Helen Kemble felt that her cup of bitterness had been filled anew, yet the distraction of a new grief, in which there was a certain remorseful self-reproach, had the effect of blunting the sharp edge of her first sorrow. In this new cause for dread she was compelled in some degree to forget herself. She saw the intense solicitude of her father and mother, who had been so readily accessory to Martine’s expedition; she also saw that his mother’s heart was almost breaking under the strain of anxiety. His incoherent words were not needed to reveal that his effort had been prompted by his love. She was one of his watchers, patiently enduring the expressions of regret which the mother in her sharp agony could not repress. Nichol’s last letter was now known by heart, its every word felt to be prophetic. She had indeed been called upon to exercise courage and fortitude greater than he could manifest even in the Wilderness battle. Although she often faltered, she did not fail in carrying out his instructions. When at last Martine, a pallid convalescent, could sit in the shade on the piazza, she looked older by years, having, besides, the expression seen in the eyes of some women who have suffered much, and can still suffer much more. In the matter relating to their deepest consciousness, no words had passed between them. She felt as if she were a widow, and hoped he would understand. His full recognition of her position, and acceptance of the fact that she did and must mourn for her lover, his complete self-abnegation, brought her a sense of peace.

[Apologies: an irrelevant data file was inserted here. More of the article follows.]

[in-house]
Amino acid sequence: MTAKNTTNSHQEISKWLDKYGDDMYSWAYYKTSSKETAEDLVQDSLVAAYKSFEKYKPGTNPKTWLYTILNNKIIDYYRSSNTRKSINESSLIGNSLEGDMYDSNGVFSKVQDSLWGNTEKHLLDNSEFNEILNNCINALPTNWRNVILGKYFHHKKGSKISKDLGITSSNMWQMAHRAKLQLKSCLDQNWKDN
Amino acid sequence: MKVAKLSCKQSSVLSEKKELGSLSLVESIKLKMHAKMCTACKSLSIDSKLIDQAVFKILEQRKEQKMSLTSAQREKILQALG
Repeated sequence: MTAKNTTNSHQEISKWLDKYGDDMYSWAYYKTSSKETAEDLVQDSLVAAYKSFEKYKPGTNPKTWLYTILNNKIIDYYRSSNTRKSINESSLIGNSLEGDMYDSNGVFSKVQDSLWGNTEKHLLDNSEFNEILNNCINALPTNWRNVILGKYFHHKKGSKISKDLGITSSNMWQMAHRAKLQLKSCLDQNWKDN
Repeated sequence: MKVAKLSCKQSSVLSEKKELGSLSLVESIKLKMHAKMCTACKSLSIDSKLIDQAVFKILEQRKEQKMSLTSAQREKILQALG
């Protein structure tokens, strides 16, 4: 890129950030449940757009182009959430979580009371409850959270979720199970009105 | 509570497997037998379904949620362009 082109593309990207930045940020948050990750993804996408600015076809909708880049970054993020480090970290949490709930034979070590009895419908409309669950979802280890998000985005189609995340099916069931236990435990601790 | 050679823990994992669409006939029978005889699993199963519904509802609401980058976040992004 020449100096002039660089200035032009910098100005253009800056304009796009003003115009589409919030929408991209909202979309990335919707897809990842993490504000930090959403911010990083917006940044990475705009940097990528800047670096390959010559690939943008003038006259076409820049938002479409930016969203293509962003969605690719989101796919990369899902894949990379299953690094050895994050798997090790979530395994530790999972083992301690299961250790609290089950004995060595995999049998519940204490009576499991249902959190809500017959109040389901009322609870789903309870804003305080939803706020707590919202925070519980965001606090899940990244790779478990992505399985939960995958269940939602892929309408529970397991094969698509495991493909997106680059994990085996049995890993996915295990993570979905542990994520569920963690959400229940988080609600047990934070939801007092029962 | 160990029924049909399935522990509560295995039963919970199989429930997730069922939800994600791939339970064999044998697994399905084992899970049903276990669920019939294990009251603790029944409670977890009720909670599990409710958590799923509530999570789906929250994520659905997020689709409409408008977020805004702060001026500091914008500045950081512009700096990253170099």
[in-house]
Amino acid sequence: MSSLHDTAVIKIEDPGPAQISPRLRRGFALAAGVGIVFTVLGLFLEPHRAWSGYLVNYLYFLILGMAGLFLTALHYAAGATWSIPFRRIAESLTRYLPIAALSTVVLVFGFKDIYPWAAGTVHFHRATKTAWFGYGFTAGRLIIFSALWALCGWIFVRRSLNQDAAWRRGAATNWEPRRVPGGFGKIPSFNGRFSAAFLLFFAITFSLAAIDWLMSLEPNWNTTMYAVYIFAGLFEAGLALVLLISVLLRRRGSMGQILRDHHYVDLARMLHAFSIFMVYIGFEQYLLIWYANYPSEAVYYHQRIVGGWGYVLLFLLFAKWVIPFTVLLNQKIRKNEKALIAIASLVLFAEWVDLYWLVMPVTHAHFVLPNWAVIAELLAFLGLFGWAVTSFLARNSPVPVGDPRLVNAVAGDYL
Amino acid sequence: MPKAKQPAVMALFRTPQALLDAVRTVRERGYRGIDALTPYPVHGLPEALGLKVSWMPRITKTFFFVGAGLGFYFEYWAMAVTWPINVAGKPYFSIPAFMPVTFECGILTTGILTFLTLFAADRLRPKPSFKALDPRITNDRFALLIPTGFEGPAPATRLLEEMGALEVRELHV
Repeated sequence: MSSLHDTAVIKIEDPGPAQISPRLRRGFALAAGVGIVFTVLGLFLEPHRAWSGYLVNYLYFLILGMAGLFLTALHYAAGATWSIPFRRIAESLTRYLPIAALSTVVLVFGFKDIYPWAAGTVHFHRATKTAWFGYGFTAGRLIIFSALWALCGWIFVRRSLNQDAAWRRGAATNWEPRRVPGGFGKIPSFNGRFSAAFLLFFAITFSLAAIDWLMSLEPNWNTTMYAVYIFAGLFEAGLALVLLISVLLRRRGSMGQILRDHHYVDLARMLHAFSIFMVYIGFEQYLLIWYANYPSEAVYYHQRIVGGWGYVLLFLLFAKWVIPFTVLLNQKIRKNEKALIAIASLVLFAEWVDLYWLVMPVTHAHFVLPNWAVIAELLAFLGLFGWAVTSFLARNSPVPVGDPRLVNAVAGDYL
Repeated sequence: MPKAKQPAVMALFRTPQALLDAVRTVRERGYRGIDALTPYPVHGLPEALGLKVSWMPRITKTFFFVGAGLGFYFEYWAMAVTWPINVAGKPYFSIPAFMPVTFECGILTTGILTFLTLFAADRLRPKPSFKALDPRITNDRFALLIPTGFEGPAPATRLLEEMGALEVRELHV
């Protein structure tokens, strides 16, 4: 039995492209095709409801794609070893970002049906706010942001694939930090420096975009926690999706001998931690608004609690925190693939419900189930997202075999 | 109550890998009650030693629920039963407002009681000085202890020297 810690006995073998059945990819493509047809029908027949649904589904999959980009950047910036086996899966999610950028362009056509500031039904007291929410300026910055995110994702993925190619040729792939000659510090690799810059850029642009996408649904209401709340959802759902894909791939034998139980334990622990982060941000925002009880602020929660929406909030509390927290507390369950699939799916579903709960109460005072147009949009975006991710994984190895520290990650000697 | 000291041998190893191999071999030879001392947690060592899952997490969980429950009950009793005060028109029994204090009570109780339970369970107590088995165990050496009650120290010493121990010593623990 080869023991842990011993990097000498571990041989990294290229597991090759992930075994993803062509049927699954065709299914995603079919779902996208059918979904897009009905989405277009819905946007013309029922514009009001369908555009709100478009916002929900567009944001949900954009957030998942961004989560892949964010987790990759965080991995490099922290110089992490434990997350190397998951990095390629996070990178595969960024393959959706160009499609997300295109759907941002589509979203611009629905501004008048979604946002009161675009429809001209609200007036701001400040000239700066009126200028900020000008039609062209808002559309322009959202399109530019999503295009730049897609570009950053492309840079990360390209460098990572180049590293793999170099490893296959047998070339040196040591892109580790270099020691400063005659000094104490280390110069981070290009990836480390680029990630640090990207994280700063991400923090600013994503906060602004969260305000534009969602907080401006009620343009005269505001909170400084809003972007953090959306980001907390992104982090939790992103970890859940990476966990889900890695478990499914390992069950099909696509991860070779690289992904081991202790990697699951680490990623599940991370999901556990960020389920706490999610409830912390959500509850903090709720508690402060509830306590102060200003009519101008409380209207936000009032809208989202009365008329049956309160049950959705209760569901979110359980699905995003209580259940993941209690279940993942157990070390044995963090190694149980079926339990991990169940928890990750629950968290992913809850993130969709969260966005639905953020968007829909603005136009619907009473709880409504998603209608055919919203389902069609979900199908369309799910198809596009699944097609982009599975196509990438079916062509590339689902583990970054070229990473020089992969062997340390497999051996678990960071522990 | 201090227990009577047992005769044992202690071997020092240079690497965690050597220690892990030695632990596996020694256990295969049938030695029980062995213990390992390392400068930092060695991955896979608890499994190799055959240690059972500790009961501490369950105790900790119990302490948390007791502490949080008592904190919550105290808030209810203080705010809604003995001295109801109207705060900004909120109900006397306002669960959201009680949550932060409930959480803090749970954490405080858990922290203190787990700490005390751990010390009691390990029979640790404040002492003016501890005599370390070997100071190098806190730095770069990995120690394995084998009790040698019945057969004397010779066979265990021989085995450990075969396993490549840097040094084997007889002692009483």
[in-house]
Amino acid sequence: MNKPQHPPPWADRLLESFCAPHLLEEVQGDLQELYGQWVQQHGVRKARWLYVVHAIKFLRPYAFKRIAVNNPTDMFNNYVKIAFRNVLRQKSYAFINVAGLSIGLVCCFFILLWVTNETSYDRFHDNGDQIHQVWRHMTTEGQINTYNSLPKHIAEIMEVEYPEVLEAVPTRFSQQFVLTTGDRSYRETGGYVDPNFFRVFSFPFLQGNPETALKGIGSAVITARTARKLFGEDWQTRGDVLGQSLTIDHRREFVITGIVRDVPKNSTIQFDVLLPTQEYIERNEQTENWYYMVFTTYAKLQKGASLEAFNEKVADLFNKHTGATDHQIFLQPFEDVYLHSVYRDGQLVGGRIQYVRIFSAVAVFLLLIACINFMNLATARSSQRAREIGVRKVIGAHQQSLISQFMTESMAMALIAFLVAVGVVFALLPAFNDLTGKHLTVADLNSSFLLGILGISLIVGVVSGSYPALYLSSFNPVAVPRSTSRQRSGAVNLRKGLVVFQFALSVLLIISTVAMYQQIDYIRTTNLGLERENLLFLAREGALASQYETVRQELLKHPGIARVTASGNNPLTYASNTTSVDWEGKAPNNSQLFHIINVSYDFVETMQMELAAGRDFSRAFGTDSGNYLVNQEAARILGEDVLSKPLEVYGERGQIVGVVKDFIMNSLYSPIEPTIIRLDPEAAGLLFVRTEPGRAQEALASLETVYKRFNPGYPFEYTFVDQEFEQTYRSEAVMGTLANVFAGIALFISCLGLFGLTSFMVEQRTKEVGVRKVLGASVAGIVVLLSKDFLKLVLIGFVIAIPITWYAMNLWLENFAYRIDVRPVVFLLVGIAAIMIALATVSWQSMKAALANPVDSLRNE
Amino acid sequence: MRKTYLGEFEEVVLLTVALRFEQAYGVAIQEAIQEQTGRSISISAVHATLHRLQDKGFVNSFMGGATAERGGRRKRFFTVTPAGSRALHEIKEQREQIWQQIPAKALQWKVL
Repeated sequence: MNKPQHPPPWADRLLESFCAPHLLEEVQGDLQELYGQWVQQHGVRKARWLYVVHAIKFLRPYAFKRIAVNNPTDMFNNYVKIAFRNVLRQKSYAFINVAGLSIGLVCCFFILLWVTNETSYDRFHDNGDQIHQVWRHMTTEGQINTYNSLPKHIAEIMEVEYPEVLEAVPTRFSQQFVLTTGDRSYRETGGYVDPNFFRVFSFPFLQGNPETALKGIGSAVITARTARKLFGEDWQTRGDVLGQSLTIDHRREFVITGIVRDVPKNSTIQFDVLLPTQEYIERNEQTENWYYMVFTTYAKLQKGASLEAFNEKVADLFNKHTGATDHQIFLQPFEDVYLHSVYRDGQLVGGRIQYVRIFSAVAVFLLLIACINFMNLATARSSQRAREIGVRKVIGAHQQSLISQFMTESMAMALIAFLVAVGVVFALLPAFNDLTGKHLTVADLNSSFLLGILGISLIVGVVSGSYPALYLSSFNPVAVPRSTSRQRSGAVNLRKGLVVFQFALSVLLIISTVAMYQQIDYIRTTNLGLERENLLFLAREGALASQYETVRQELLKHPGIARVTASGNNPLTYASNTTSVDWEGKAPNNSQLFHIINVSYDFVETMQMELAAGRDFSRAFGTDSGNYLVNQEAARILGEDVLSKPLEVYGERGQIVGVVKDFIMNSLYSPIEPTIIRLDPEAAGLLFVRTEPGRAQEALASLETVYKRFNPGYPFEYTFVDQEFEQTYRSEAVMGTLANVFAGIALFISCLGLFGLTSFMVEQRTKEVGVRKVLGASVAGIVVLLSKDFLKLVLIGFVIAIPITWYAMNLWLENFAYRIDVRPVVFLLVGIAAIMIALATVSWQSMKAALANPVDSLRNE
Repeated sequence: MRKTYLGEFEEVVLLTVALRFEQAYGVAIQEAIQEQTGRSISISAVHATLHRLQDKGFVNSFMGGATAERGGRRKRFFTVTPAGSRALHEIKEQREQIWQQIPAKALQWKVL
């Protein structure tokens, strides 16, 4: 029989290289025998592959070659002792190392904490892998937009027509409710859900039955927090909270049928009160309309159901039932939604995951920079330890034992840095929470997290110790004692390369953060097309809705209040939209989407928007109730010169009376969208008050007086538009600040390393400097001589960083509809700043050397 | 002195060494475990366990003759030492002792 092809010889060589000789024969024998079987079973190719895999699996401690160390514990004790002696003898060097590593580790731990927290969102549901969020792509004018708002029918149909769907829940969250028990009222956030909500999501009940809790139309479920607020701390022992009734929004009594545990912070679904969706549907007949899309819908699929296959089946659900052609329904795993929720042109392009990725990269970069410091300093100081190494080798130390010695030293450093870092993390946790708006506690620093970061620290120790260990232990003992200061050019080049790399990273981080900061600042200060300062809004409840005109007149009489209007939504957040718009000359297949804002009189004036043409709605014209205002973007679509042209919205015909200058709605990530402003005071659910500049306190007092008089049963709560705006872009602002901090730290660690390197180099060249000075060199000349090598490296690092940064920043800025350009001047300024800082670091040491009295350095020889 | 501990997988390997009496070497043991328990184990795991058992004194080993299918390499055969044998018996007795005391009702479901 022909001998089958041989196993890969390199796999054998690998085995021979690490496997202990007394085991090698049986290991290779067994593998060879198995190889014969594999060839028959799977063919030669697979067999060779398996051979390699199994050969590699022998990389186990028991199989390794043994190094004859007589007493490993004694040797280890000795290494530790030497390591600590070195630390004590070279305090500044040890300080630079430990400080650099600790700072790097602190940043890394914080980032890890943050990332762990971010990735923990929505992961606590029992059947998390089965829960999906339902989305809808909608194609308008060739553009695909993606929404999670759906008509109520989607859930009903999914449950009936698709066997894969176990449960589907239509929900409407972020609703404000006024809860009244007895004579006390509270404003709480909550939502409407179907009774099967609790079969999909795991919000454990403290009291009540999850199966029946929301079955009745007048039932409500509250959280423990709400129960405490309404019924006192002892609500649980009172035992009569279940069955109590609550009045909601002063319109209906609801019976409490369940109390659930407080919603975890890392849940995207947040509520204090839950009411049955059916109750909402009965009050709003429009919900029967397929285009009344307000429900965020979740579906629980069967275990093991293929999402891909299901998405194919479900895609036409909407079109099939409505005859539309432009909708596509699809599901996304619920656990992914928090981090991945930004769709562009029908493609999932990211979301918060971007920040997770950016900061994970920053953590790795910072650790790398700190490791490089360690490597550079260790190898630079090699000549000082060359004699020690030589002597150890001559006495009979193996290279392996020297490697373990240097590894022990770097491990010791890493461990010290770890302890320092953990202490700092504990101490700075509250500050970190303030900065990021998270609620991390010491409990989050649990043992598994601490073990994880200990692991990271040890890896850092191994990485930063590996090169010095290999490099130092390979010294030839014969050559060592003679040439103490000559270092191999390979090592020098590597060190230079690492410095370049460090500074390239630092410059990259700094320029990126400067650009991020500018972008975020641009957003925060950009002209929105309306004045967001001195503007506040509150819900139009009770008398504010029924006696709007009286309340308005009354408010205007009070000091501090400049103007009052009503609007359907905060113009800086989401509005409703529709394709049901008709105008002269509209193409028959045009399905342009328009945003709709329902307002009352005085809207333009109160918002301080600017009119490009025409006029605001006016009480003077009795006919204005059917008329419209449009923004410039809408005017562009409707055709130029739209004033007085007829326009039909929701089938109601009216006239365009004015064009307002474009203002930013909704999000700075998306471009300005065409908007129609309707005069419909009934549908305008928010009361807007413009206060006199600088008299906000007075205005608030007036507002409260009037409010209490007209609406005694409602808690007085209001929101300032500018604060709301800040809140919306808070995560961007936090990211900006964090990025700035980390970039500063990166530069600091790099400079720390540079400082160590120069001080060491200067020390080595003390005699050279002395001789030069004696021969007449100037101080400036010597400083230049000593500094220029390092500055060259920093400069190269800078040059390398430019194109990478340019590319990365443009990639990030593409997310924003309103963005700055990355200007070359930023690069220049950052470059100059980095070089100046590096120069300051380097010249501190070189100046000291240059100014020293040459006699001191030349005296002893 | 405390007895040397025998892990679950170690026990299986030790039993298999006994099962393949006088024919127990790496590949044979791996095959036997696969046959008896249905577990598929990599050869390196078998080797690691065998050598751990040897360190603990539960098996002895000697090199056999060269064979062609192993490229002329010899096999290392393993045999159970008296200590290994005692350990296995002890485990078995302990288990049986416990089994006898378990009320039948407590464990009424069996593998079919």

The old clock on the landing of the stairway measured off the hours and days with monotonous regularity. Some of the hours and days had been immeasurably longer than the ancient timekeeper had indicated; but in accordance with usual human experiences, they began to grow shorter. Poignant sorrow cannot maintain its severity, or people could not live. Vines, grasses, and flowers covered the graves in Virginia; the little cares, duties, and amenities of life began to screen at times the sorrows that were nevertheless ever present.
“Hobart,” Helen said one day in the latter part of June, “do you think you will be strong enough to attend the commemorative services next week? You know they have been waiting for you.”
“Yes,” he replied quietly; “’and they should not have delayed them so long. It is very sad that so many others have been added since—since—”
“Well, you have not been told, for we have tried to keep every depressing and disquieting influence from you. Dr. Barnes said it was very necessary, because you had seen so much that you should try to forget. Ah, my friend, I can never forget what you suffered for me! Captain Nichol’s funeral sermon was preached while you were so ill. I was not present—I could not be. I’ve been to see his mother often, and she understands me. I could not have controlled my grief, and I have a horror of displaying my most sacred feelings in public. Father and the people also wish you to be present at the general commemorative services, when our Senator will deliver a eulogy on those of our town who have fallen; but I don’t think you should go if you feel that it will have a bad effect on you.”